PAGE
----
Wednesday, June 9, 2010

Reinventing the Chiang Mai Initiative

William W. Grimes, associate professor of international relations at Boston University, founding director of the Boston University Center for the Study of Asia, and APP member will be in Tokyo this week to discuss his book Currency and Contest in East Asia: The Great Power Politics of Financial Regionalism (Cornell UP) and receive the Masayoshi Ohira Memorial Prize.

Friday, June 11, 7:30-9:30pm
Institute of Contemporary Asian Studies (ICAS)
Temple University, Japan Campus, Azabu Hall 206

Since the Asian Financial Crisis of 1997-98, the East Asian economies have sought to make their economies less vulnerable to global financial markets by transforming the regional financial architecture. With Japan as a leading actor, they have introduced initiatives to provide emergency financing to crisis economies, support the development of local-currency bond markets, and better coordinate currency policies.

In Currency and Contest, William W. Grimes places regional issues firmly in the wider context of great-power rivalries. He argues that financial regionalism can best be understood as one arena for competition among Japan, the United States, and China. Despite their mutual interests in regional prosperity and economic stability, these three powers have conflicting political interests. 

Their struggles for regional leadership raise questions about the long-term feasibility of regional financial cooperation, the possible effects of Sino-Japanese rivalry on regional financial stability, and the potential for East Asian financial regionalism to undermine the long-established-albeit waning-global and regional dominance of the United States and the dollar.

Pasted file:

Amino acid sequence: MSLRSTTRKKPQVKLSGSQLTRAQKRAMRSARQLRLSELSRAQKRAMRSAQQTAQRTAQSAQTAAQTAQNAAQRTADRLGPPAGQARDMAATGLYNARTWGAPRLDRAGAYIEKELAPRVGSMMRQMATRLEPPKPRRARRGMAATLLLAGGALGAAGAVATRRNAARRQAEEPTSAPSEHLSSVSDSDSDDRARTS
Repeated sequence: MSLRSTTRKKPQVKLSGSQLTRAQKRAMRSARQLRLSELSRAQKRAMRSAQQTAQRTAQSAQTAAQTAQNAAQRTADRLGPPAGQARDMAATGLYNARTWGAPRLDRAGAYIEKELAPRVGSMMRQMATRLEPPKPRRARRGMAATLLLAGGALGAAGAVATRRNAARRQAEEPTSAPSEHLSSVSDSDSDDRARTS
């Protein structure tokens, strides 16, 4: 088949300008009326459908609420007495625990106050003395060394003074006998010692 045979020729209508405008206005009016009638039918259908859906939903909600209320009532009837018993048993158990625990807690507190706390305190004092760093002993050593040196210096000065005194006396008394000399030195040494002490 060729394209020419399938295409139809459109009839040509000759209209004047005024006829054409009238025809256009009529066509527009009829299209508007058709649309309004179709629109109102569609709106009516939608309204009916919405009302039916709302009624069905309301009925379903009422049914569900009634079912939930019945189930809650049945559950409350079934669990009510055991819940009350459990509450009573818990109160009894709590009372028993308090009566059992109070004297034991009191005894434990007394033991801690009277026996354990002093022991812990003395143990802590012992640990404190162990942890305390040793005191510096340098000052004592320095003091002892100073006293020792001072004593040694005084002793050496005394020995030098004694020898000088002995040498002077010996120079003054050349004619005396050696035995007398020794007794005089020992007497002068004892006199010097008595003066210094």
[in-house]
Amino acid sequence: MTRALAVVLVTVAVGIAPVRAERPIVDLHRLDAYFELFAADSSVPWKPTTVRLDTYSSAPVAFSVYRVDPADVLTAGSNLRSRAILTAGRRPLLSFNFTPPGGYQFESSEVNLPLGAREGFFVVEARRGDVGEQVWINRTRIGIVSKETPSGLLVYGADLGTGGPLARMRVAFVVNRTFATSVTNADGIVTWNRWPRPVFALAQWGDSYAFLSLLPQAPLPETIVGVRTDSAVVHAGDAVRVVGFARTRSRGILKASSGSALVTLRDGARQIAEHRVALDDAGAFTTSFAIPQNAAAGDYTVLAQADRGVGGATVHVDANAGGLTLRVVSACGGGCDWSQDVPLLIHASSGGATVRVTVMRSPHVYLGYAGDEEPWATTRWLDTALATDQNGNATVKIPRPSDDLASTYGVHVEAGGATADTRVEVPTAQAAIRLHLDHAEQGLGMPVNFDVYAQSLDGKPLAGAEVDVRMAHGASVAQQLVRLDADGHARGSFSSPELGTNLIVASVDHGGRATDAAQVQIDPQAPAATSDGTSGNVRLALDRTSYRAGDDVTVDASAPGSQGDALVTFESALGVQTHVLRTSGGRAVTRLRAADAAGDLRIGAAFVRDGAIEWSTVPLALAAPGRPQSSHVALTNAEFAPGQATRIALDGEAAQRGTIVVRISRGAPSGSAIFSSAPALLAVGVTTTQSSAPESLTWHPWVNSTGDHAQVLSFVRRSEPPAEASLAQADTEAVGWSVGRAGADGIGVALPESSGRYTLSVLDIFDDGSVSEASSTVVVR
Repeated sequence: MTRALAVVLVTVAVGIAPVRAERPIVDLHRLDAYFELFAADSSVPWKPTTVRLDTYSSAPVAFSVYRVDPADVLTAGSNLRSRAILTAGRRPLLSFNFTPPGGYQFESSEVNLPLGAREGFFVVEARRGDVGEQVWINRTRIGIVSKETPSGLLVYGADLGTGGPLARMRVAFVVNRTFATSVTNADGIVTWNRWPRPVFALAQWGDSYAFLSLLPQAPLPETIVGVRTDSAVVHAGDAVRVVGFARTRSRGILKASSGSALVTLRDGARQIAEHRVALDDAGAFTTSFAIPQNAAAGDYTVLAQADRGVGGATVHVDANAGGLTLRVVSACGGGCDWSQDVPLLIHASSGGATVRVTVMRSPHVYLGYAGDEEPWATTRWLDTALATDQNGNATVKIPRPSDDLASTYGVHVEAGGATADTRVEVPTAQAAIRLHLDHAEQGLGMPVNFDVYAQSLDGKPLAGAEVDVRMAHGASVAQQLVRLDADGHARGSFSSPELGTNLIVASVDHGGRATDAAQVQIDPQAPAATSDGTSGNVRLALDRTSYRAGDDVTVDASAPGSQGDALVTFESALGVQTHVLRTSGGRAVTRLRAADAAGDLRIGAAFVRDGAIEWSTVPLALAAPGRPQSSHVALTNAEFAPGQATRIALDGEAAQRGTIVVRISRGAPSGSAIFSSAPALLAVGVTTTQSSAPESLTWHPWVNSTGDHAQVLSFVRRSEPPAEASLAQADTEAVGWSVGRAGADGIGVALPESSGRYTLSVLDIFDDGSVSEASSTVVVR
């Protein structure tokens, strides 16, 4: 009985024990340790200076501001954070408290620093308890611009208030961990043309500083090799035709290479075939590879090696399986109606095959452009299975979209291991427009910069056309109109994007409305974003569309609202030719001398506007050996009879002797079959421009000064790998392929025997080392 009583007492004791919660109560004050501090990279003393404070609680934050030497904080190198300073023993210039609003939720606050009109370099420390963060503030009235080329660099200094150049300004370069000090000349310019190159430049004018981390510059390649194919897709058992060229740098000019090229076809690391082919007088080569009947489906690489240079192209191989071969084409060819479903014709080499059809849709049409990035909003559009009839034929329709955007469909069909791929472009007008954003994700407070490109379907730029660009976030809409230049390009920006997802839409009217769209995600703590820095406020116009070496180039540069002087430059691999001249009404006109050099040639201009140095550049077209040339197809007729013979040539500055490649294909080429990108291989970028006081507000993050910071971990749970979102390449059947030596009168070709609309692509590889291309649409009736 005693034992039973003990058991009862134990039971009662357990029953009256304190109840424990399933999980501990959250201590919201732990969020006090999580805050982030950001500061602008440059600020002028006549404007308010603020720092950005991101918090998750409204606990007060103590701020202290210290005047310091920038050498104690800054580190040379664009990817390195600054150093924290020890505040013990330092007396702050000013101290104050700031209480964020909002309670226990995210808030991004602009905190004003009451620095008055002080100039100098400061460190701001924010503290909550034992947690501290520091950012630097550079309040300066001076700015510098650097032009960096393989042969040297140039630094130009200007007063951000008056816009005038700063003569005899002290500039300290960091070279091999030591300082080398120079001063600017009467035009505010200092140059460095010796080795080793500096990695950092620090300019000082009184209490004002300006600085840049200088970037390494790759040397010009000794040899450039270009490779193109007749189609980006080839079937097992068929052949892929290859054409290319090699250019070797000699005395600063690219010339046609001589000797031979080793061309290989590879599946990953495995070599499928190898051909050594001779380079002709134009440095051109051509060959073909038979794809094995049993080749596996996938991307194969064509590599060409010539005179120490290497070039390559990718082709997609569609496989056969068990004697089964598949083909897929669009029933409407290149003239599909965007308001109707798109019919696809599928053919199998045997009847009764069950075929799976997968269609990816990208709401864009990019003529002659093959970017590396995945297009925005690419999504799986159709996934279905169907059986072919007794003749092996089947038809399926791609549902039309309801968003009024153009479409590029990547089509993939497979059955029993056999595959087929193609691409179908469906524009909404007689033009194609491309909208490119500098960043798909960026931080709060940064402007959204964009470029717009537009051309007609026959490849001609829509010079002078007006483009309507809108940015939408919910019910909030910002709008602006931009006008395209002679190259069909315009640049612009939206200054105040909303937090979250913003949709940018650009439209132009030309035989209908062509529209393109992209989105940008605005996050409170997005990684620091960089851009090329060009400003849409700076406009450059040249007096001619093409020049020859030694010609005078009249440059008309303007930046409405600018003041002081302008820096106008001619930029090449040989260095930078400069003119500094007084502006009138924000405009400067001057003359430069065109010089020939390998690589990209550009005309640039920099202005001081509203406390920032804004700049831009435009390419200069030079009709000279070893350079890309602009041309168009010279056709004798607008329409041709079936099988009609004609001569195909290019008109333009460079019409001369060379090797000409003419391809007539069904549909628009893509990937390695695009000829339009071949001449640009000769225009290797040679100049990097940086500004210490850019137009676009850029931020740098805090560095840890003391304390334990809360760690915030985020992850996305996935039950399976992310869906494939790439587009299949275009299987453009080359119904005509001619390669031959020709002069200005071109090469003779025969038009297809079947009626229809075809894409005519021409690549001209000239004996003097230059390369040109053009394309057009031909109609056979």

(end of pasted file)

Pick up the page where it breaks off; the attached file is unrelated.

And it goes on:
In the year and a half since Currency and Contest was published, events have confirmed the importance of this analysis for understanding currency and financial issues in East Asia and globally. In the face of the global financial crisis, ASEAN+3 countries have accelerated the multilateralization of the Chiang Mai Initiative, raising hopes and fears that it will culminate in a reprise of Japan’s 1997 proposal to create an Asian Monetary Fund. 

Meanwhile, Chinese officials have argued publicly for the need to remove the dollar from its central place in the global financial order and signaled a desire to promote greater international use of the RMB. And the economic resilience of China and other Asian economies has seemingly prompted a new assertiveness in challenging global financial standards and governance. 

In his Tokyo talk, Grimes will examine the potential for the redesigned Chiang Mai Initiative to address the challenge of a future crisis.

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